Why Prime Minister Hatoyama resigns abruptly?

16:18, June 03, 2010      

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With Prime Minister Yukio Hatoyama having served less than nine months in office, plunging approval ratings caused by his bungled handling of a plan to relocate a U.S. marine base in Okinawa and political funding scandals involving both him and his deputy -- Democratic Party of Japan (DPJ) Secretary General Ichiro Ozawa – left DPJ little choice but to find a new leader as his peers and the public had lost faith in him.

The DPJ will choose his successor on Friday, June 4 and the pick will be Japan’s next prime minister. And a new cabinet will likely be formed on next Monday or Tuesday (June 7 or June 8) if all goes smoothly.

Hatoyama made an explicit pledge during his electoral campaign to move the Futenma US Air Base out of Okinawa. He apparently underestimated the intricacy of the issue and failed to fully understand the reality on the diplomatic front, thus leaving him an unrealistic fantasy.

On the relocation issue of the Futenma U.S. Air Base, Yokio Hatoyama committed to moving it at least out of Okinawa prefecture at a party leadership meeting prior to the national election last August. Afterwards, in an agreement reached prior to the establishment of the three-party coalition government in Sept. 2009, Hatoyama did not capitalize on the opportunity to retreat from the high-sounding commitment.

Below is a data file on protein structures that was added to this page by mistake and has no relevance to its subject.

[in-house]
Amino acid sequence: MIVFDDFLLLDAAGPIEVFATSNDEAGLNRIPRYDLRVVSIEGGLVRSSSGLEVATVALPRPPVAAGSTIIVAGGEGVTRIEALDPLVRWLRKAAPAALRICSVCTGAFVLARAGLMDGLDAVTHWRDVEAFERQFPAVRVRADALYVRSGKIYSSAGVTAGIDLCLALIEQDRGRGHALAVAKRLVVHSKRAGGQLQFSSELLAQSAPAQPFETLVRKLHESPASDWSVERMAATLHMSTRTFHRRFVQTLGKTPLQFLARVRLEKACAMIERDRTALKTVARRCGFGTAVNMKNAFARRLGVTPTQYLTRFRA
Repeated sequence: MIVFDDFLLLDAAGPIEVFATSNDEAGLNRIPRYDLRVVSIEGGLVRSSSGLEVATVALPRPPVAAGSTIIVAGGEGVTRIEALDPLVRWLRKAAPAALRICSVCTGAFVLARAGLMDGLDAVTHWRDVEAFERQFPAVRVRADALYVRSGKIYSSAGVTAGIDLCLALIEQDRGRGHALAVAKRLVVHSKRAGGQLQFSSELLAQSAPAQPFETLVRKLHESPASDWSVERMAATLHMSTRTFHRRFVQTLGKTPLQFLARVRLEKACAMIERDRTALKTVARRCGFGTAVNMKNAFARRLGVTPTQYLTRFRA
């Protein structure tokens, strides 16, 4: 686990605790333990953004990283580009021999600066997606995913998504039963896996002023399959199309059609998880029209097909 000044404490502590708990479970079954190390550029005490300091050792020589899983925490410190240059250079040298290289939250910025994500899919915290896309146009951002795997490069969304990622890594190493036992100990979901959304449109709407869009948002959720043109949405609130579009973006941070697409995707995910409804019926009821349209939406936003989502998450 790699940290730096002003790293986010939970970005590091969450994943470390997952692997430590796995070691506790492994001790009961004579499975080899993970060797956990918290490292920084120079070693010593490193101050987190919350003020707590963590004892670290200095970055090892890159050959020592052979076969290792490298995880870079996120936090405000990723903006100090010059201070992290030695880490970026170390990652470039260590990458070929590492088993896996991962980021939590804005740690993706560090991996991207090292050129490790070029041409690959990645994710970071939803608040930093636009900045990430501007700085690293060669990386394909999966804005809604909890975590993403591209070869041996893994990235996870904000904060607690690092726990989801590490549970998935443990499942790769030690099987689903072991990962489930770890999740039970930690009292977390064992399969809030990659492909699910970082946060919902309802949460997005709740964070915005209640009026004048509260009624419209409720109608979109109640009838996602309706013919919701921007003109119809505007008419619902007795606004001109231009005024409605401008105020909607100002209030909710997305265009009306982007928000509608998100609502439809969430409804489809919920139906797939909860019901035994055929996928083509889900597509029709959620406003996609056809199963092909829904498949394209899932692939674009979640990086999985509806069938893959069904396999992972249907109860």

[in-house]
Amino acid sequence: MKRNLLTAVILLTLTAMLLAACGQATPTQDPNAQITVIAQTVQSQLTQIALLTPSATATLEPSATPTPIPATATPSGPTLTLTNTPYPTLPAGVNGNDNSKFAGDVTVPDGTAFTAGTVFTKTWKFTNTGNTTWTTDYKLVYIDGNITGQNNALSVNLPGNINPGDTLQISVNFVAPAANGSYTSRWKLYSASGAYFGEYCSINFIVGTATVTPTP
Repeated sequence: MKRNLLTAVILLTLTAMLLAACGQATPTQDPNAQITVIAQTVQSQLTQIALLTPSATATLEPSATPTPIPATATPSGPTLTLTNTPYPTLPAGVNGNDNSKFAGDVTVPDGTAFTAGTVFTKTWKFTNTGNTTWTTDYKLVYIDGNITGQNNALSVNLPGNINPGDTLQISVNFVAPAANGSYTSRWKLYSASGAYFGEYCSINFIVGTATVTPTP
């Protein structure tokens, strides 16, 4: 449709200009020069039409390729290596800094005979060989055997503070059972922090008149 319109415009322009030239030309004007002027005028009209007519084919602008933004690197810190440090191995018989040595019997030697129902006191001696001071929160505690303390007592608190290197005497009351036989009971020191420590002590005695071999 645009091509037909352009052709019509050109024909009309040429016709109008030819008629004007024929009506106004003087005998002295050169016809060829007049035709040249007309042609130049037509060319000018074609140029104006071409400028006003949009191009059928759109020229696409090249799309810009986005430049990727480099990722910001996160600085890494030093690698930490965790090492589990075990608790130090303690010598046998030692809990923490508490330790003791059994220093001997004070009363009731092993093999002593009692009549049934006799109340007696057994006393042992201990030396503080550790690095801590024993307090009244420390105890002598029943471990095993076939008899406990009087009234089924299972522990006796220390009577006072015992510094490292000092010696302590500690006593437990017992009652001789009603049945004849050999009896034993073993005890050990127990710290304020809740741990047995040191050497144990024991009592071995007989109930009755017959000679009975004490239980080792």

As a matter of fact, Hatoyama eventually had “no choice” but to relocate the Futenma Marine Airbase on the island. Consequently, reneging on his promise may imperil his DPJ’s chance in election for the upper house of parliament slated for early July. And it is entirely possible for the DPJ to lose these elections.

At a press conference held on December 25, 2009, he set forth a time limit for the relocation of the Futenma US Airbase at the end of May 2010, including the relocation of its facilities. Media comments here noted that an easy commitment Prime Minister Hatoyama made has resulted in a lethal wound for him.

In addition to going back on his own words, Hatoyama also promised that the new relocation program would gain the understanding of the people of Okinawa, the United States and the ruling coalition partners. As a matter of fact, the deal was reached only by Japan and the United States, So the people of Okinawa raged, and the Social Democratic Party (SDP), one of the coalition partners, was also in opposition to a joint statement. So, “when the head of the government breaks his promise to the people of Okinawa, he could only end public trust in politics,” said a news analyst.

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